KUALA LUMPUR (May 14): The Court of Appeal in Putrajaya is to hear a groundbreaking suit filed by transgender women in Malaysia challenging a law that prohibits them from expressing their gender identity.

The Court of Appeal is expected to hear a challenge to the constitutionality of the law on May 22, Human Rights Watch (HRW) said in a statement on its website May 13.

HRW said the three transgender women from the state of Negri Sembilan were asking the court to strike down a state law that prohibits “any male person who, in any public place wears a woman’s attire or poses as a woman,” and which has been used repeatedly to arrest transgender women.

HRW said all three petitioners, who identify as female but were described as “male” on their national identification cards, had been arrested solely because they dressed in attire that state religious officials deemed to be “female.”

HRW senior researcher Neela Ghoshal said that under discriminatory state laws, transgender women in Malaysia faced a daily risk of arrest just for being themselves.

“The government shouldn’t be harassing and punishing transgender people just for peacefully going about their lives,” she said.

Ghoshal said HRW research carried out in January in four Malaysian states and the federal territory of Kuala Lumpur found that state religious department officials and police had subjected transgender women to various abuses, including sexual and physical assault, extortion, and violations of privacy rights.

Most of those arrested received hefty fines and were forced into “counseling” sessions where officials from the state Islamic Religious Department lectured them on “being a man,” while a few were sent to prison, she said.

HRW said that Muslims, who according to government statistics made up about 60% of Malaysia’s population, were subject to state-level Sharia (Islamic law) offence ordinances, in addition to the federal criminal law.

“Each state’s Islamic religious department enforces the Sharia laws.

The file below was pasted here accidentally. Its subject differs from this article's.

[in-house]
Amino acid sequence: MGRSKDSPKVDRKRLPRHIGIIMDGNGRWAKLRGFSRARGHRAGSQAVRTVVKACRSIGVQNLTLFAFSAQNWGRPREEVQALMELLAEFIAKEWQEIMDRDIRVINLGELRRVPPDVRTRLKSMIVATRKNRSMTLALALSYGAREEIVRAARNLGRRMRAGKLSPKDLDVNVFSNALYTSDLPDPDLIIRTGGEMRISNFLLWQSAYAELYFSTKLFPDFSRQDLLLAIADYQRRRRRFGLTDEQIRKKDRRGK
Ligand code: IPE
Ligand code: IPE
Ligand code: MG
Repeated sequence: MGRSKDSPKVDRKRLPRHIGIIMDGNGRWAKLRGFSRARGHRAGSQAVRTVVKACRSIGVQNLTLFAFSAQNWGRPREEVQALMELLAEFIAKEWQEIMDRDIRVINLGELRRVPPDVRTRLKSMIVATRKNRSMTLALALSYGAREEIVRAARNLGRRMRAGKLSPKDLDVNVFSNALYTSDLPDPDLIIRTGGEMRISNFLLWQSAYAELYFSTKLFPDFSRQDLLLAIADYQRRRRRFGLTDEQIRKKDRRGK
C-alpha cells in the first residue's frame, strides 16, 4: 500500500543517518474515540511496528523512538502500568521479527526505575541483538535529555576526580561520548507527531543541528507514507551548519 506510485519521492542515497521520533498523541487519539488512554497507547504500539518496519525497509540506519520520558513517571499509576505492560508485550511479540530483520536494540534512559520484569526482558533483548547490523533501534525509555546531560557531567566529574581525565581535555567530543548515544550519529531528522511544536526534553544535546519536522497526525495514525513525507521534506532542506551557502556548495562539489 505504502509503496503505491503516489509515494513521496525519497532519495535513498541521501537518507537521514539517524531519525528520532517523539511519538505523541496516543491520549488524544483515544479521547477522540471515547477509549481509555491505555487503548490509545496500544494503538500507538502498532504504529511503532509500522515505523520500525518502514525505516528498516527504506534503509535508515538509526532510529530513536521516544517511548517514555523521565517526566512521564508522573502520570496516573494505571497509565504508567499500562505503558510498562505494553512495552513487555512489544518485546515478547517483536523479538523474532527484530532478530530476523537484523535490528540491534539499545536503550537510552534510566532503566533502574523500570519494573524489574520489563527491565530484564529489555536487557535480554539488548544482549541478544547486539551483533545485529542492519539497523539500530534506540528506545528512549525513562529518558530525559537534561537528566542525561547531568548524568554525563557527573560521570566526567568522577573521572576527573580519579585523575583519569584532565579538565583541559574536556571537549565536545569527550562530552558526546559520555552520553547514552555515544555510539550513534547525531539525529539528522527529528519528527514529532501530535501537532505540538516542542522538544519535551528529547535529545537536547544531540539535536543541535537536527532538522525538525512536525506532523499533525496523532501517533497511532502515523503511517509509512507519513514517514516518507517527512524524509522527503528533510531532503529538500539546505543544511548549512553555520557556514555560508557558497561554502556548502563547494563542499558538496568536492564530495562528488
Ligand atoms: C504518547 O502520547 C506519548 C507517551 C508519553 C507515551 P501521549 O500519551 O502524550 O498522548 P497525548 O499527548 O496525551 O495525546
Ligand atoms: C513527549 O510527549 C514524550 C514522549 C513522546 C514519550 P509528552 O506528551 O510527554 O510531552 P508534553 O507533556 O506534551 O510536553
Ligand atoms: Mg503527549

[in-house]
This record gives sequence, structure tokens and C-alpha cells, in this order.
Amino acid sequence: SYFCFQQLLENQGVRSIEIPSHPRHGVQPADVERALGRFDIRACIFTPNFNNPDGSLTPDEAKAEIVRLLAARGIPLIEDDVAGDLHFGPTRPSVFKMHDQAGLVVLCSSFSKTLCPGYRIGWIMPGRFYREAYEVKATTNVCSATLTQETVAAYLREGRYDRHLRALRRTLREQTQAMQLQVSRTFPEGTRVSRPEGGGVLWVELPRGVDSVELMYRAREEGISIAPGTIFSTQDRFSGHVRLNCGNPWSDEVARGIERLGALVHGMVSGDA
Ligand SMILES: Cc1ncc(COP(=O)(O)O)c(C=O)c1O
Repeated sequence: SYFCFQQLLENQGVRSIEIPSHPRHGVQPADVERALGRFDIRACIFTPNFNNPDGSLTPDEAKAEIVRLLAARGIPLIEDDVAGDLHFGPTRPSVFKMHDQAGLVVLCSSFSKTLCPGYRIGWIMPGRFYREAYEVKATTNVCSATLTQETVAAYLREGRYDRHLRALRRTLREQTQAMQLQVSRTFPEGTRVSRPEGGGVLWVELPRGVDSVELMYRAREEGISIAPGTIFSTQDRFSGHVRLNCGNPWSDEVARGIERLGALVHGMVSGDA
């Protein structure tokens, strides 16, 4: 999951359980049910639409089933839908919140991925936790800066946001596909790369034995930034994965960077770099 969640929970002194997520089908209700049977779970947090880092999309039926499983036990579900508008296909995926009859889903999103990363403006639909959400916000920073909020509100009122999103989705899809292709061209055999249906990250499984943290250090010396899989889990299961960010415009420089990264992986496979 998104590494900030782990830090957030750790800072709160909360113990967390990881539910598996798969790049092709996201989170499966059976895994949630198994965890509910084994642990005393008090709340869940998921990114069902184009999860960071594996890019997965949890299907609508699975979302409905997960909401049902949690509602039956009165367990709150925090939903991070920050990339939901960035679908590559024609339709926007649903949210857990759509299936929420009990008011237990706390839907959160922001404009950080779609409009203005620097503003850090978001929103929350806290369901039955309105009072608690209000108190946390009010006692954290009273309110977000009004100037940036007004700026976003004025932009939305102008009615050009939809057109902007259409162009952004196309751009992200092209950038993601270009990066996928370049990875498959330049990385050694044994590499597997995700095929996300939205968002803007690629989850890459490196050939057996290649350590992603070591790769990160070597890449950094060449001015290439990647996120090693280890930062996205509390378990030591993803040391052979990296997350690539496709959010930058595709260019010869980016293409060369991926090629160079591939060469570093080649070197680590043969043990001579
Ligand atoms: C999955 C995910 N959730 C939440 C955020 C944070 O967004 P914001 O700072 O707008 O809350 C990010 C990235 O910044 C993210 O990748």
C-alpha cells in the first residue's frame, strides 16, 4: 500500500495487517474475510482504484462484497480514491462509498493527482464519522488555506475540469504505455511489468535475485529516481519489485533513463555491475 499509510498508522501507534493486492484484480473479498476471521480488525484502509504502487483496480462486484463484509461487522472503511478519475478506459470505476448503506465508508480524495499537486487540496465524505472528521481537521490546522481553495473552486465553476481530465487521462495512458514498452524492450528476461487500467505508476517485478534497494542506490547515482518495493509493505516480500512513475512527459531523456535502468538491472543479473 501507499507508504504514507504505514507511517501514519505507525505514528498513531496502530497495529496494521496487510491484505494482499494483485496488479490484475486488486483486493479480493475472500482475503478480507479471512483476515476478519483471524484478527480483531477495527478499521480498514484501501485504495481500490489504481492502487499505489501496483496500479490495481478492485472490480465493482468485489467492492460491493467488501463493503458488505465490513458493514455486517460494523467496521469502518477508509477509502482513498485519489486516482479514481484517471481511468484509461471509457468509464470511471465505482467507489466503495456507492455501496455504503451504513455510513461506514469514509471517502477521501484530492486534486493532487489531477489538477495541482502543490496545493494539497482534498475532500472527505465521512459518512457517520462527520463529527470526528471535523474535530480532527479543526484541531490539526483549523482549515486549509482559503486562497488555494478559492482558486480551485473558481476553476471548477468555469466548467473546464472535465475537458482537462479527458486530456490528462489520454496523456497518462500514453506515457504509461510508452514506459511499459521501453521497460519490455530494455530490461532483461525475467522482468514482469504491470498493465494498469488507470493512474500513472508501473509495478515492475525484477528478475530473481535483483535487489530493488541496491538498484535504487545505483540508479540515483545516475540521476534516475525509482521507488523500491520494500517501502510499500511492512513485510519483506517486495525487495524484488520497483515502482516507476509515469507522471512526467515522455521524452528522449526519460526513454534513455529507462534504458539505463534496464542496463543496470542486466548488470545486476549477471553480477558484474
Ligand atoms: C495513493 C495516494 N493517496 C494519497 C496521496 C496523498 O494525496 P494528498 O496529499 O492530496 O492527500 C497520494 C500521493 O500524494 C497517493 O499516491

“Sharia law in all 13 Malaysian states prohibits Muslim “men” from dressing up as “women.” The laws do not define what constitutes a man, nor what qualifies as women’s attire,” said HRW.

HRW said some states prohibited wearing women’s attire or “posing as a woman” only when it was for “immoral purposes,” while in other states the ban was absolute.

It added that penalties varied by state: in Negeri Sembilan, convicted offenders under section 66 of the Syariah Criminal Enactment 1992 may be sentenced to up to six months in prison and fined up to RM1,000.

Three states also criminalise “female person posing as man,” although HRW said it had not documented any case in which transgender men have been arrested under these laws.

HRW cited the applicants’ lawyer Aston Paiva as saying that people were being criminalised because of something they did not choose and could not change.

“It is akin to penalizing someone for the colour of their skin. It is a civil rights issue. It’s about harming a person’s dignity, and devaluing and degrading them because of who they are,” it quoted Paiva as saying.

HRW said the applicants first challenged the constitutionality of the state laws at the Negri Sembilan High Court in February 2011.

The High Court judge rejected their application in October 2012 on  grounds that the petitioners, as Muslims, were bound by state Sharia law and that constitutional provisions protecting fundamental liberties were therefore irrelevant.

HRW also quoted Nisha Ayub of transgender activist group Justice for Sisters as saying that the case was a very important case for all transgender women in Malaysia.

“The court has the chance to make clear that we are entitled to the same constitutional rights as other Malaysians,” HRW quoted Ayub as saying.

HRW said the national Registration Department routinely rejected transgender women’s applications to legally change their gender, leaving Muslim transgender women exposed to repeated arrests.

“One woman told Human Rights Watch she had been arrested over 20 times.

“Application of vague laws that fail to define what constitutes women’s attire has resulted in some transgender women being arrested simply on the basis of their hairstyle or – as in the case of transgender women who are undergoing hormone replacement therapy – because they have breasts, even if they are wearing clothing deemed masculine,” said HRW.

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